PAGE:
The core idea was a manifesto that declares everyone has the right to be equally treated; as he who shares the appreciation of the same landscape, would ultimately share the respect and understanding to the people and the culture that cultivated by the landscape.

The decision of the core concept led to a new stage relatively more efficient. Experiments regarding specific painting techniques and styles were initialled even before the project was briefed. After settling down the style of both parts, I found out expressing the idea would be considerably challenging if it was presented by a series of individual images. It was the moment I realise they should be composited in a sequence and being driven by introductions.

Thus, I decided to take advantage of my previous degree in illustration and turned it into an image book. It can it greatly enhance my ability to control a large amount of works, and it was a perfect chance for practising writing in the manner of English literature.

I developed a method of writing which allowed me to arrange the novel in a non-leaner structure. I consider the structure has the benefit of simultaneously describing my characteristic and presenting painting with a satisfying approach. It also allowed my audiences to examine the book in any order they would like to; since the writing is about how the two perspectives of mine were established, the structure granted the capability of expressing the process of establishing my world view as a landscape painter: observing realities occurred in landscapes and combining different results from different locations to form a paragenetic idea (Hamerton, 1885)(6). This design makes sense like the novel when explaining reversely: the two distinctive perspectives derived from my fundamental point of view, and evolved into something new based on acquired experiences. It is not only the salute to Thomas Coles’s sublime of his realistic painting style, but also the guidance to explain my work in the master’s ultimate determination (Howat, 1987)(4).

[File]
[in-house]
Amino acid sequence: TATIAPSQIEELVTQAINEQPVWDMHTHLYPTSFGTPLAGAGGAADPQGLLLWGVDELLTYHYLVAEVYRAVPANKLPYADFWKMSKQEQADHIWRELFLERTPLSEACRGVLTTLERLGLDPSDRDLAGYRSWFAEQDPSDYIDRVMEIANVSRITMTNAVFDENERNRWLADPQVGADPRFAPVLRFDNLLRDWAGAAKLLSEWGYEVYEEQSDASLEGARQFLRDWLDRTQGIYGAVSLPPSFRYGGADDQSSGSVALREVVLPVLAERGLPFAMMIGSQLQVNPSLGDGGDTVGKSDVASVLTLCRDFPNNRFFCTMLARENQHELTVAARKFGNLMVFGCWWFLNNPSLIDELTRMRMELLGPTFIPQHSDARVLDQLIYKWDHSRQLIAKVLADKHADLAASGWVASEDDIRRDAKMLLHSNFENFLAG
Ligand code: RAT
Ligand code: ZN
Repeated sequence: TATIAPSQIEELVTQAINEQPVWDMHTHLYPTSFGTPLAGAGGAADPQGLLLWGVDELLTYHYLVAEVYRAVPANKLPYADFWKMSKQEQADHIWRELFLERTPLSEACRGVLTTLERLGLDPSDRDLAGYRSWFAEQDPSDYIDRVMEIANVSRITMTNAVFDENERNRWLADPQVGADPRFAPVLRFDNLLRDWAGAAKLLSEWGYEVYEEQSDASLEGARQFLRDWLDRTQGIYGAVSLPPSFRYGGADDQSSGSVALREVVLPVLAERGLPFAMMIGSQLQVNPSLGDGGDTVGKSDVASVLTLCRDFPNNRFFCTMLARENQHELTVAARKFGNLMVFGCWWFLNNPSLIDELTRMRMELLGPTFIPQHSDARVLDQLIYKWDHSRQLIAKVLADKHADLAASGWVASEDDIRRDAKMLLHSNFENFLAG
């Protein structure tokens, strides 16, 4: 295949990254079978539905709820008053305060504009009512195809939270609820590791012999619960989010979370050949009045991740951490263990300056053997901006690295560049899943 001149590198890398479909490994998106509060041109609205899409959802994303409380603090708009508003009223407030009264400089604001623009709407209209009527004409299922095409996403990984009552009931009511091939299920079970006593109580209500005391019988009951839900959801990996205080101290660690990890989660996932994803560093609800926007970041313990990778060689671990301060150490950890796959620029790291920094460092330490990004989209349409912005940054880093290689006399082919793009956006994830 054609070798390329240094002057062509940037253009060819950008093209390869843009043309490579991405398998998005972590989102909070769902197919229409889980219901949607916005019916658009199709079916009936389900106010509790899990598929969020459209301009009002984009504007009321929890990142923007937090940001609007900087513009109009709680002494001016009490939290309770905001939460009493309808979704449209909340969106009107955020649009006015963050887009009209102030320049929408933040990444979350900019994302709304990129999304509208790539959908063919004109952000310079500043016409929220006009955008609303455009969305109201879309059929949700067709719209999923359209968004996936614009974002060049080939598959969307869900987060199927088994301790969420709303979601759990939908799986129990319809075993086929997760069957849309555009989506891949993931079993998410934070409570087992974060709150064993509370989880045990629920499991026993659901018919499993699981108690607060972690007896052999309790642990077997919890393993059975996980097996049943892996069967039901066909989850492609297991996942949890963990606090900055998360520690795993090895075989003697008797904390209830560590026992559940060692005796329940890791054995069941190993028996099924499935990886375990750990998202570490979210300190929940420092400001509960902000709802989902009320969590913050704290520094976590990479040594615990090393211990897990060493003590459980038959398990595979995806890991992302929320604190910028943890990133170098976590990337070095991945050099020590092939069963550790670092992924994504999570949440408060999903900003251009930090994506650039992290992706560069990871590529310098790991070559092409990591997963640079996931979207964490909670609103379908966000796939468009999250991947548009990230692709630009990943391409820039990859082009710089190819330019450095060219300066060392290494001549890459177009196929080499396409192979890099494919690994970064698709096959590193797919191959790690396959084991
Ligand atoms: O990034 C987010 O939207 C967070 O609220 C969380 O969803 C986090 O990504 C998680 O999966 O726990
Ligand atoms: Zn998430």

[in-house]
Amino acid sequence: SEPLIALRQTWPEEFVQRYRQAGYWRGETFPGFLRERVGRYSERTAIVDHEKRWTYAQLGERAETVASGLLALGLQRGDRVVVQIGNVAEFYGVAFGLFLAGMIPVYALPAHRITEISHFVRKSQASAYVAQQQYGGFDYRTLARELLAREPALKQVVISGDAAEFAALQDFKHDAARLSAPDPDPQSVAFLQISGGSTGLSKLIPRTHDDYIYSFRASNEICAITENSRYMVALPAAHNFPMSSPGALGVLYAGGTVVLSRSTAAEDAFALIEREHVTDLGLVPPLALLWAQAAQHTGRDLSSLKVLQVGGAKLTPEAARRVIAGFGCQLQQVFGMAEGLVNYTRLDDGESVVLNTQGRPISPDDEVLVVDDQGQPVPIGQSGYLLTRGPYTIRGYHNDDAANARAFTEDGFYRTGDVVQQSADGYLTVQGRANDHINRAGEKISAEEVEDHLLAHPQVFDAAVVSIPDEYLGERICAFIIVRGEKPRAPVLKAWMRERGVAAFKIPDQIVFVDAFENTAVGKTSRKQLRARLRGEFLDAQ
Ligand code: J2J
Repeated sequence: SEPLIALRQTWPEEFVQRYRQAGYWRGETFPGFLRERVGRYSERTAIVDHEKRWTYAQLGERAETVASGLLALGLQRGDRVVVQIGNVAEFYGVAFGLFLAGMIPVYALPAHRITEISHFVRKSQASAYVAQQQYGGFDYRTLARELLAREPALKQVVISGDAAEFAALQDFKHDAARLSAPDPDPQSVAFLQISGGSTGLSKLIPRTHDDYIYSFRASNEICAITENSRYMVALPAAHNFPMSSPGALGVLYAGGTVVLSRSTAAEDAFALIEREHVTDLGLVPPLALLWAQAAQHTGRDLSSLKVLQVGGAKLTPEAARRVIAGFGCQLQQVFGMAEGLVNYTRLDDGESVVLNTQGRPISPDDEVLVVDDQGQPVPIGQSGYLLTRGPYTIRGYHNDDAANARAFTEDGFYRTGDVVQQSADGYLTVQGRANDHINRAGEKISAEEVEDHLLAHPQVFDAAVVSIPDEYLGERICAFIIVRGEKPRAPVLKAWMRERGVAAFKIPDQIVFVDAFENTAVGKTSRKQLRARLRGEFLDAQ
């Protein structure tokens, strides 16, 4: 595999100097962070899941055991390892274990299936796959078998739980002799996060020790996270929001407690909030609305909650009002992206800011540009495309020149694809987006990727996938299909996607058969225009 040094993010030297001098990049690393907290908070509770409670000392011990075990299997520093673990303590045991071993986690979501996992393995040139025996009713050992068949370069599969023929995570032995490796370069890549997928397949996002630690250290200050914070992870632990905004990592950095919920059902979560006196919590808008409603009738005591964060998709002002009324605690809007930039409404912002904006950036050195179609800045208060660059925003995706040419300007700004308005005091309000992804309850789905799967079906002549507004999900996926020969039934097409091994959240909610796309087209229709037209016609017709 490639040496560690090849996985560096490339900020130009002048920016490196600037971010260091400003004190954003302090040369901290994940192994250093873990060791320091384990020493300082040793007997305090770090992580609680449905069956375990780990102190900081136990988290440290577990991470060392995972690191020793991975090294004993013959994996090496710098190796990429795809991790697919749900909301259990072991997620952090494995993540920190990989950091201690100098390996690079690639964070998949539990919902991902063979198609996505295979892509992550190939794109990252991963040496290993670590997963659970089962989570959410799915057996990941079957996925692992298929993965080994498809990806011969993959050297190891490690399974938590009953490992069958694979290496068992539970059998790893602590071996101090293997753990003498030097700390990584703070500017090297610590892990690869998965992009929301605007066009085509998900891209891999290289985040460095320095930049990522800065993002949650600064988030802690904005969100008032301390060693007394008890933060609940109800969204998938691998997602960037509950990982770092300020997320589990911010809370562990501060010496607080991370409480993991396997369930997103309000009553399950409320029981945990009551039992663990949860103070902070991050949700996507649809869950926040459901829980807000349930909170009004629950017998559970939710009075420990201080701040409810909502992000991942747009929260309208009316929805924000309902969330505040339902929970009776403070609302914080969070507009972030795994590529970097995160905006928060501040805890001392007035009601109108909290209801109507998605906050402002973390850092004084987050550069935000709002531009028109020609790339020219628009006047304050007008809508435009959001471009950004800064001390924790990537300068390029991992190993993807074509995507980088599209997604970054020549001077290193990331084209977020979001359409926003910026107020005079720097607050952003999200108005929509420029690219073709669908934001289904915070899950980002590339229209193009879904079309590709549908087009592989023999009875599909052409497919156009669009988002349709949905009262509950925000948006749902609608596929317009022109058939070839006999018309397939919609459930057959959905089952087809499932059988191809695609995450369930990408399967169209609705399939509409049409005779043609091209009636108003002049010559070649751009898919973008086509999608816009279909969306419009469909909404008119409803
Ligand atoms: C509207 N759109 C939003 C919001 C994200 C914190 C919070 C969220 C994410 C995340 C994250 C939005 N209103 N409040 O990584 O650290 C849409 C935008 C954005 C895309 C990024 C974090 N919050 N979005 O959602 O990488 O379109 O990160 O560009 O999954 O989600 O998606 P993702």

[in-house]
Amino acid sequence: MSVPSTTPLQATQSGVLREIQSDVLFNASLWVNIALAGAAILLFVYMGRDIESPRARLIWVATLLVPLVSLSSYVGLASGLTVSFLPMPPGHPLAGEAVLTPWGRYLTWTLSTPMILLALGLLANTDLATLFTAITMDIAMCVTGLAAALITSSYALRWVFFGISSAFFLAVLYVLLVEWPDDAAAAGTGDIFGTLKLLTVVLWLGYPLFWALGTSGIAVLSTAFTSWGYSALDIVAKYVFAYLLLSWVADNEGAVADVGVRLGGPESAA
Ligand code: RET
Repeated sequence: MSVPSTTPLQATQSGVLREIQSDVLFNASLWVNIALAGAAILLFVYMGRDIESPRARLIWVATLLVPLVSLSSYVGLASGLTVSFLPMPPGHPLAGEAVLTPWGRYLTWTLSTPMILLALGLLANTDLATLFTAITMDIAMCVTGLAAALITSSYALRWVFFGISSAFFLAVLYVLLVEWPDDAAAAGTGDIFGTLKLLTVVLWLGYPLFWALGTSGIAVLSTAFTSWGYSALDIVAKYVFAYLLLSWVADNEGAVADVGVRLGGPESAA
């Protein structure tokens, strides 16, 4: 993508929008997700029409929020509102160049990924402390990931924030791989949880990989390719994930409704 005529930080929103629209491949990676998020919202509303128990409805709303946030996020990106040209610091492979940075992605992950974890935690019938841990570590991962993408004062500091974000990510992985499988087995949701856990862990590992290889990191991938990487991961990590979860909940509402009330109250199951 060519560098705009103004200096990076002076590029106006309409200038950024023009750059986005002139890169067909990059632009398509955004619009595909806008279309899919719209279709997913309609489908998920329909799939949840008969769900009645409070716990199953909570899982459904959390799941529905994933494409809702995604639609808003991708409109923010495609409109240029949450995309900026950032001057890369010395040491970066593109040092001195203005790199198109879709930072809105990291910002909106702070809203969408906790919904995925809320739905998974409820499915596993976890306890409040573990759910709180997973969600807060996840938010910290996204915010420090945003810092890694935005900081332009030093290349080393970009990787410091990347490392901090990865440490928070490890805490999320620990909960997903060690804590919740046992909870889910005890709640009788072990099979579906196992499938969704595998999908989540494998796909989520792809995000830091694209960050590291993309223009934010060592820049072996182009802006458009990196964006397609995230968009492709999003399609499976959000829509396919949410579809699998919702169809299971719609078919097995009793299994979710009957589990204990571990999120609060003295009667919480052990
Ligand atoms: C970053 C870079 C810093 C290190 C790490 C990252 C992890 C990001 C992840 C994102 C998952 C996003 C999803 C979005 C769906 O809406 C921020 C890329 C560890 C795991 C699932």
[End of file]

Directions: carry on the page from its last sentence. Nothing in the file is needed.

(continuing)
Figure 1, Jacob Ruisdael, View of Haarlem with Bleaching Fields, 1665
Figure 2, Thomas Girtin, Kirkstall Abbey, Yorkshire, 1801
Figure 3, John Constable, The Hay Wain, 1821

The digging in the history of art briefly outlined the inheritance of landscape painting in the 18th – 19th century. The passing of painting techniques, especially from Dutch landscape masters like Ruisdael and Italian painters like Claude, significantly influenced English painters who were critical in the movement (Rothenstein and Butlin, 1964)(7). The fact can be supported directly by observations of English painter like Constable, Girtin and Turner’s work (Bartlett, 2002)(8). While the golden age of English landscape painting supported the Romanticism and heroic style, their painting style, however, drifted into two branches. One was led by early regional painters, obsessed with idyll and realism around their residences (Barrell, 2009)(9), demonstrating an orderly system ruled by landlords (Boime, 1987)(10); the other fancied in travelling with versatile painting styles, showing the unpredictable power of nature (Rosenblum and Janson, 2004)(11). Painters devoted to the field of landscape painting still struggled in financial conditions until the Hudson River School gradually brought maturity to both the subject and the market (Howat, 1987)(4).